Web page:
Tuesday, April 20, 2010

Potatoes in a Barrel


We grew potatoes one year. We'd never grown them before, but at my grandma’s urging, accompanied by her recollection of her family growing them in a "truck patch," we decided to plant them. Now this was back when we knew next to nothing about gardening, so we did it just like we were told. (That way we could blame Grandma if things didn’t work out.)

We purchased a bag of seed potatoes, which don’t look much like seeds at all. They look like the potatoes in my refrigerator when I forget about them. The eyes had started to sprout, which in the case of seed potatoes is a good thing. Those sprouted eyes were what we were going to plant.

We cut the potatoes into pieces with two or three eyes on each piece and let them dry out for a couple of days. Then we made “hills” in the garden, about 18 inches apart.  In each hill, we put three of the pieces of potatoes about six inches apart and four inches deep, then covered them with soil.  That’s all we did, and mid-summer, about two weeks after the plants began to die back, we dug up potatoes!

This year, we’re growing them in a new way (for us). We got discarded black plastic 55-gallon barrels from Romie’s place of employment and cut the bottoms out of them. We placed topsoil in at a depth of about 8-10 inches, layering it with compost, then placed four sections of seed potatoes on top and covered them with soil about four inches deep.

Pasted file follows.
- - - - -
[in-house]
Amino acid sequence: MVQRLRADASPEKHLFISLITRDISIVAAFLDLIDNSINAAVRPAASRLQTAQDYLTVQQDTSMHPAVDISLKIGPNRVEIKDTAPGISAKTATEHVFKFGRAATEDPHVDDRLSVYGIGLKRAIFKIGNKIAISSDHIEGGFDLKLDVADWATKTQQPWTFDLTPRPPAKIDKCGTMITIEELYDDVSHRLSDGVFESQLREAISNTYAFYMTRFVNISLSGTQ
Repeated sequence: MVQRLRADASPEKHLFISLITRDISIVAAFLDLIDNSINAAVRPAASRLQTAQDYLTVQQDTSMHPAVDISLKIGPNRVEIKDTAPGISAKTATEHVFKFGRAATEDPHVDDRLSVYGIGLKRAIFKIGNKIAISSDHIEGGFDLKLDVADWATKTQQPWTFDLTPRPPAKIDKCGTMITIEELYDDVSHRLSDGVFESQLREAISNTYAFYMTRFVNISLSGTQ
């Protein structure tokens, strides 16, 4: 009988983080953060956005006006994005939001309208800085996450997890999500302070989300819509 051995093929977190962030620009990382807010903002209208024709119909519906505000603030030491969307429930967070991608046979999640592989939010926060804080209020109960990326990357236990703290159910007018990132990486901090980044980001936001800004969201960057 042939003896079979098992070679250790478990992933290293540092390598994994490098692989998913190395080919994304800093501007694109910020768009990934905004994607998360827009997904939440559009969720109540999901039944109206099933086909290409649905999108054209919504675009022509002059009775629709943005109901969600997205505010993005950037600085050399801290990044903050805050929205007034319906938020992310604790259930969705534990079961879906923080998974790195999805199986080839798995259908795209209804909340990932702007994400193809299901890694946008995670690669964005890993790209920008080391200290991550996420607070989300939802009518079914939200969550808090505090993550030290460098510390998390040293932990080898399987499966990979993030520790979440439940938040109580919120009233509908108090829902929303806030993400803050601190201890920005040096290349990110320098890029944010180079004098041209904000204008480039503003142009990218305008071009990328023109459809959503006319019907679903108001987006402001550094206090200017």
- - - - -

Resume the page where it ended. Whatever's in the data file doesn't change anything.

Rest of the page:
Potatoes planted in the barrels on April 3rd broke through the soil on April 17th. These are from one section of potato which had three eyes.

As the potato plants grow to about eight inches high, we’ll continue to add soil to about half the height of the stems, and the plants will keep on growing. More importantly, they’ll keep making potatoes, since they form above the parent eye.  Once they start growing, don’t add compost, since that can contribute to scabby skins.  You can also add sawdust or straw and the potatoes will form in that. It just goes to show how adaptable potatoes can be.

Potatoes like cool growing weather, so plant them about two to three weeks before your last frost date.  Depending on the variety, they should be ready for eating in about 90 days.

4 comments:

Lisa at Greenbow said...

Potatoes in a barrel. Now that is a novel way to grow them.

Kim and Victoria said...

I've heard of the trash can method also. Why are ours still in a paper bag???????
I need a couple of helpers.

Kim and Victoria said...

I've heard of the trash can method also. Why are ours still in a paper bag???????
I need a couple of helpers.

garden griot said...

Growing potatoes is becoming very popular. I am growing potatoes for the first time in plastic bags. Thanks for tip about adding compost.

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